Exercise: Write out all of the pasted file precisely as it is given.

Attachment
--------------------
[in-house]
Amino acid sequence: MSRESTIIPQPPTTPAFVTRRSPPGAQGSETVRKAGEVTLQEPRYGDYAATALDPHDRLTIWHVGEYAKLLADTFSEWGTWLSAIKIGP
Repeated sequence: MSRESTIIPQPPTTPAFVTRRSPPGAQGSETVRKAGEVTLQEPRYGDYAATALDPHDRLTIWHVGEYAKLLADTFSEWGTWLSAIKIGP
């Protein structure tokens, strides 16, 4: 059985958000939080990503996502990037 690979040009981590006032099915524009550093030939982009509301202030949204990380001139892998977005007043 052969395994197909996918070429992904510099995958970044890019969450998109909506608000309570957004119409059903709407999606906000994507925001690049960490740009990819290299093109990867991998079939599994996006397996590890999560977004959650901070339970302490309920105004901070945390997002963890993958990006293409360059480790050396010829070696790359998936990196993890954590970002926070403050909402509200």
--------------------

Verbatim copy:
[in-house]
Amino acid sequence: MSRESTIIPQPPTTPAFVTRRSPPGAQGSETVRKAGEVTLQEPRYGDYAATALDPHDRLTIWHVGEYAKLLADTFSEWGTWLSAIKIGP
Repeated sequence: MSRESTIIPQPPTTPAFVTRRSPPGAQGSETVRKAGEVTLQEPRYGDYAATALDPHDRLTIWHVGEYAKLLADTFSEWGTWLSAIKIGP
């Protein structure tokens, strides 16, 4: 059985958000939080990503996502990037 690979040009981590006032099915524009550093030939982009509301202030949204990380001139892998977005007043 052969395994197909996918070429992904510099995958970044890019969450998109909506608000309570957004119409059903709407999606906000994507925001690049960490740009990819290299093109990867991998079939599994996006397996590890999560977004959650901070339970302490309920105004901070945390997002963890993958990006293409360059480790050396010829070696790359998936990196993890954590970002926070403050909402509200």